George W. Bush has made clear that he will hold other countries responsible for terrorists operating within their territory. He has not, however, commented on the level of proof he will require before doing so. He will need to address this important issue.

The Big Question

The problem is that the United States has gradually begun to use a more legalistic approach without thinking carefully about the consequences. We need a set of principles to decide when we take one approach rather than the other.

Moreover, hiding in all these issues is the really big question: What are the goals of the United States in post—Cold War global politics? The legalistic approach assumes that we can create fair, uncorrupted international legal institutions. It also assumes that this approach—in which all countries have equal standing—can protect us from countries that have no interest in democracy and the rule of law.

For example, is it really reasonable to assume that Yemen and Saudi Arabia will cooperate in a law enforcement investigation that meets American standards? Should we even expect them to do so, given the pressure that both governments face from extremists—both internal and external—who favor theocracy and have no interest in Western legal institutions or the rule of law?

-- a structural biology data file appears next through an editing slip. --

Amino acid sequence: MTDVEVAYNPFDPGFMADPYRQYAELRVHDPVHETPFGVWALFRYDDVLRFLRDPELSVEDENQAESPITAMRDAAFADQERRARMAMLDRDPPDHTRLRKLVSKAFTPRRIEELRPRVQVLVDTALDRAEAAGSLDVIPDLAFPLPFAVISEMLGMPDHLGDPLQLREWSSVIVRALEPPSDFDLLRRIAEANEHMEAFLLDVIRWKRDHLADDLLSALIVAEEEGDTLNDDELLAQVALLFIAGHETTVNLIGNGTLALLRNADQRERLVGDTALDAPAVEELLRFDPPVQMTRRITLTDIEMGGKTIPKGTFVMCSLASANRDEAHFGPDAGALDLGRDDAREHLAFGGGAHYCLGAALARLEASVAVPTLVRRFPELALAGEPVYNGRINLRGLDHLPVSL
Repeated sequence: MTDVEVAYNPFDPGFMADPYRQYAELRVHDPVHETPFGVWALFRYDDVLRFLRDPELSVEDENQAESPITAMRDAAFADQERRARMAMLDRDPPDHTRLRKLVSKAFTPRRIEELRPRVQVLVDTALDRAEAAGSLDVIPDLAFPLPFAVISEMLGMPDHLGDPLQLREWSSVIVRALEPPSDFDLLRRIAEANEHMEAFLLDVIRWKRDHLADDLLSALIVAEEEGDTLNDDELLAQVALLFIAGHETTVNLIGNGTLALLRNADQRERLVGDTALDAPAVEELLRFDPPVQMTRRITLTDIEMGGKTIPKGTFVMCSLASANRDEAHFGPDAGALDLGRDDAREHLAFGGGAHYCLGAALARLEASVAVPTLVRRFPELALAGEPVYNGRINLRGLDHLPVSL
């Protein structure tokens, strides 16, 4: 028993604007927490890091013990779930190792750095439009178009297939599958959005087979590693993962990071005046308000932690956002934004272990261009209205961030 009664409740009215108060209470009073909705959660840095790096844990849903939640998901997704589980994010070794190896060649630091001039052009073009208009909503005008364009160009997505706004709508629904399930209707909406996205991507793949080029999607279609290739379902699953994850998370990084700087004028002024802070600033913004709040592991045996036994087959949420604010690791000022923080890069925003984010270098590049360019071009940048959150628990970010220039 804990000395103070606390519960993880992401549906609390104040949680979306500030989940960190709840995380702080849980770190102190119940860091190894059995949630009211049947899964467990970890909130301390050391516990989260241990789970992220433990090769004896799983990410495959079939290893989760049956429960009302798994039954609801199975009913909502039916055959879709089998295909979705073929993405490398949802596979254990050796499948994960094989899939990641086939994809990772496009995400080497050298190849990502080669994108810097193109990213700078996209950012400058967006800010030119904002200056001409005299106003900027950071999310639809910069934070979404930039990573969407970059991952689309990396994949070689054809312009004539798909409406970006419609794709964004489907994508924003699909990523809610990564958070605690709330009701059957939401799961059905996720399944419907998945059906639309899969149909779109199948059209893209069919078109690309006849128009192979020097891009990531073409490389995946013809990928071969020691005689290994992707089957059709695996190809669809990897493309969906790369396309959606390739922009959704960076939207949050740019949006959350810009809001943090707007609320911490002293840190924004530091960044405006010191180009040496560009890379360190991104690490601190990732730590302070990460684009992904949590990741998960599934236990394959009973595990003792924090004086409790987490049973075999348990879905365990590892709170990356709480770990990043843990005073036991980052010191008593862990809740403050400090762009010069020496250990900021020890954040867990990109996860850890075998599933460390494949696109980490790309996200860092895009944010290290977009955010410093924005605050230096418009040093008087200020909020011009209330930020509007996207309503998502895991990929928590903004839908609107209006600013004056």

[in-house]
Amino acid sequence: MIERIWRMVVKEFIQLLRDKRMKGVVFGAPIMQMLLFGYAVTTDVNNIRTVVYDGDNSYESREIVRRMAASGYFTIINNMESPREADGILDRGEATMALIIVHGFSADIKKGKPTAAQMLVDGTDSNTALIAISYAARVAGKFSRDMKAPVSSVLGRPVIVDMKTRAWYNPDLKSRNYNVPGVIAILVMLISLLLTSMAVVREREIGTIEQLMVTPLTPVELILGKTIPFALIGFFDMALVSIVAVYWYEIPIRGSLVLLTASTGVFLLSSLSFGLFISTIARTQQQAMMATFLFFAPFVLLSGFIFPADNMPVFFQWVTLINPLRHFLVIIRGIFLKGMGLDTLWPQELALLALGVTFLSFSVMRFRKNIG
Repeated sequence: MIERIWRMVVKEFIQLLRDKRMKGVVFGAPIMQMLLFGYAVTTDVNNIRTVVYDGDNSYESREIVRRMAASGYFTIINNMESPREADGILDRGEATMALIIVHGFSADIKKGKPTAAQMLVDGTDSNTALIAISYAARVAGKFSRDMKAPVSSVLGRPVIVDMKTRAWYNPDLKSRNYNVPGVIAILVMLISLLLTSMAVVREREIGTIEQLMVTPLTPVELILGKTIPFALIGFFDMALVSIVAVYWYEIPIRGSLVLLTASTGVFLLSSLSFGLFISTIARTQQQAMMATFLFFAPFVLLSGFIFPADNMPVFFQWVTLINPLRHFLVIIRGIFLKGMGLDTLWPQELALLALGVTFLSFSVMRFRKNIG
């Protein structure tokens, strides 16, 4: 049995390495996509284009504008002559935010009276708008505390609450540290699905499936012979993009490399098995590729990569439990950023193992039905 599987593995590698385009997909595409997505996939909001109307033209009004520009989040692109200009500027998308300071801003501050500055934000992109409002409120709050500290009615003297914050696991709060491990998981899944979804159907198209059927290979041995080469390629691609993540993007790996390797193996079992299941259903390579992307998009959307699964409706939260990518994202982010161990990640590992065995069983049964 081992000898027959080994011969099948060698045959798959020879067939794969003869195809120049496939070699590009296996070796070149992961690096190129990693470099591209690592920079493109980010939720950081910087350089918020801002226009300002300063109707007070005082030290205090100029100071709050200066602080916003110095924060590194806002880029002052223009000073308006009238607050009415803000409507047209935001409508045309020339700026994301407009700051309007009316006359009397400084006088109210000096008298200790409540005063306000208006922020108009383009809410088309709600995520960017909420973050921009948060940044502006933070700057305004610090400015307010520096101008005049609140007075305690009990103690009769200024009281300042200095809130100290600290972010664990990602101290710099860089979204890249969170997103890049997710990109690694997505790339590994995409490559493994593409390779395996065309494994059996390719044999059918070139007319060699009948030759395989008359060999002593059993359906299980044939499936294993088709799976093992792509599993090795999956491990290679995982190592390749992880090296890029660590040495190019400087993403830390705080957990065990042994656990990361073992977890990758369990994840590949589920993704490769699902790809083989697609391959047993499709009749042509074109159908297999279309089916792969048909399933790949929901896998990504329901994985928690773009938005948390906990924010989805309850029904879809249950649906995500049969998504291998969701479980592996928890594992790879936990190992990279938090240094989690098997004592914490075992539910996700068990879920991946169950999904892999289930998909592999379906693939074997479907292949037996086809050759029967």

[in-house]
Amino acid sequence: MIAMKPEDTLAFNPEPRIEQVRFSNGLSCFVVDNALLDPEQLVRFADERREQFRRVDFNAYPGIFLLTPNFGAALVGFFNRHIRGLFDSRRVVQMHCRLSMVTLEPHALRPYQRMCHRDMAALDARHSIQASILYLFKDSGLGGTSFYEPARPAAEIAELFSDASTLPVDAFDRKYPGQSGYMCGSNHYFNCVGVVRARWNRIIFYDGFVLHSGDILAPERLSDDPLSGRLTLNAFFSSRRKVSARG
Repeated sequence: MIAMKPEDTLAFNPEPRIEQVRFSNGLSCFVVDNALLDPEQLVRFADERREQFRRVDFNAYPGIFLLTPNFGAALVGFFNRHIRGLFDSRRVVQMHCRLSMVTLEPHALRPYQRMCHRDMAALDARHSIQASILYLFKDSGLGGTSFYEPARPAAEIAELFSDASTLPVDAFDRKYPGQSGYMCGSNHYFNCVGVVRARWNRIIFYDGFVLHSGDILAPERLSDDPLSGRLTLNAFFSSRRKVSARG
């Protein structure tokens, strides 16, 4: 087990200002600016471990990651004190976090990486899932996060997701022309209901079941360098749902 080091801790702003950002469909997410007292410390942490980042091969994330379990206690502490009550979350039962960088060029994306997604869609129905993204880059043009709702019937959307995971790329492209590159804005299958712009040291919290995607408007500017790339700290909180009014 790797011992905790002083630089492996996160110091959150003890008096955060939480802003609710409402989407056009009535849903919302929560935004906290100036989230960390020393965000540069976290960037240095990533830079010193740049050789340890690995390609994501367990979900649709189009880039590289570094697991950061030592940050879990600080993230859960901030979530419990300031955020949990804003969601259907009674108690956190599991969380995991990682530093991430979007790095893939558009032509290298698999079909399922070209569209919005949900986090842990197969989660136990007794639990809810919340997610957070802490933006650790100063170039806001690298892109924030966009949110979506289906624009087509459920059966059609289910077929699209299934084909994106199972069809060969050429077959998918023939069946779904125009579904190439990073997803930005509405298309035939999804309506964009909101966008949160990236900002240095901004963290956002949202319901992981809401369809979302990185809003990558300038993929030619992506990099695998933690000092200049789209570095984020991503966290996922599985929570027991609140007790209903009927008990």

Even when we deal with other Western governments, there will be complications. Consider international crime conducted over the Internet. Do we really want to share the FBI’s methods for investigating computer crime with, say, French authorities—knowing that the French military services have a deep interest in developing their capabilities for information- and computer-network attack?

There is no reason to think we cannot develop rules of the road to guide us in using either a legalistic or a more unilateral, military approach to national security threats. The main requirement is to be clear in our own minds about whom we are dealing with and what the potential consequences are. Most of all, we should not fool ourselves, or mislead others, into thinking that there is a universally accepted international system of justice that we can rely on to protect liberty, democracy, and free markets—or our national interest.